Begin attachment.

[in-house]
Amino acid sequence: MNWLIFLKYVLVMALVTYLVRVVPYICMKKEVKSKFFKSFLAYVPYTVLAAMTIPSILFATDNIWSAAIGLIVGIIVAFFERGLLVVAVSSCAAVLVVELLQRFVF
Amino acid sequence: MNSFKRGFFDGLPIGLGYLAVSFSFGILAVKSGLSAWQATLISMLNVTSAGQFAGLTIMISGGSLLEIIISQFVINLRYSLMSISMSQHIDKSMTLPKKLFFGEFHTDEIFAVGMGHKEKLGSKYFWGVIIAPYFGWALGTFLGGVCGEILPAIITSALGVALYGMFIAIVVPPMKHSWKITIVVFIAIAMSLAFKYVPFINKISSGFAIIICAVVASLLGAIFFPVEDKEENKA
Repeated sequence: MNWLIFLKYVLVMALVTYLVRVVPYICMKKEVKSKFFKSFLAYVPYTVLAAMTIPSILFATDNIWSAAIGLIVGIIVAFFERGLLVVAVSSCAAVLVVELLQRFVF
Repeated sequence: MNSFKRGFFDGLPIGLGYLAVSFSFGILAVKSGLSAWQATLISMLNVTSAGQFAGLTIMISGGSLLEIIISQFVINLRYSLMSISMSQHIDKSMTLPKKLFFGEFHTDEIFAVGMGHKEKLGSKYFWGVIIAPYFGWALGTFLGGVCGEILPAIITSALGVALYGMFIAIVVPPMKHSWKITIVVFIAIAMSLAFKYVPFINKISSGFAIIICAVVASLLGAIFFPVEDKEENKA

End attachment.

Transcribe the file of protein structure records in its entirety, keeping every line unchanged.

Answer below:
[in-house]
Amino acid sequence: MNWLIFLKYVLVMALVTYLVRVVPYICMKKEVKSKFFKSFLAYVPYTVLAAMTIPSILFATDNIWSAAIGLIVGIIVAFFERGLLVVAVSSCAAVLVVELLQRFVF
Amino acid sequence: MNSFKRGFFDGLPIGLGYLAVSFSFGILAVKSGLSAWQATLISMLNVTSAGQFAGLTIMISGGSLLEIIISQFVINLRYSLMSISMSQHIDKSMTLPKKLFFGEFHTDEIFAVGMGHKEKLGSKYFWGVIIAPYFGWALGTFLGGVCGEILPAIITSALGVALYGMFIAIVVPPMKHSWKITIVVFIAIAMSLAFKYVPFINKISSGFAIIICAVVASLLGAIFFPVEDKEENKA
Repeated sequence: MNWLIFLKYVLVMALVTYLVRVVPYICMKKEVKSKFFKSFLAYVPYTVLAAMTIPSILFATDNIWSAAIGLIVGIIVAFFERGLLVVAVSSCAAVLVVELLQRFVF
Repeated sequence: MNSFKRGFFDGLPIGLGYLAVSFSFGILAVKSGLSAWQATLISMLNVTSAGQFAGLTIMISGGSLLEIIISQFVINLRYSLMSISMSQHIDKSMTLPKKLFFGEFHTDEIFAVGMGHKEKLGSKYFWGVIIAPYFGWALGTFLGGVCGEILPAIITSALGVALYGMFIAIVVPPMKHSWKITIVVFIAIAMSLAFKYVPFINKISSGFAIIICAVVASLLGAIFFPVEDKEENKA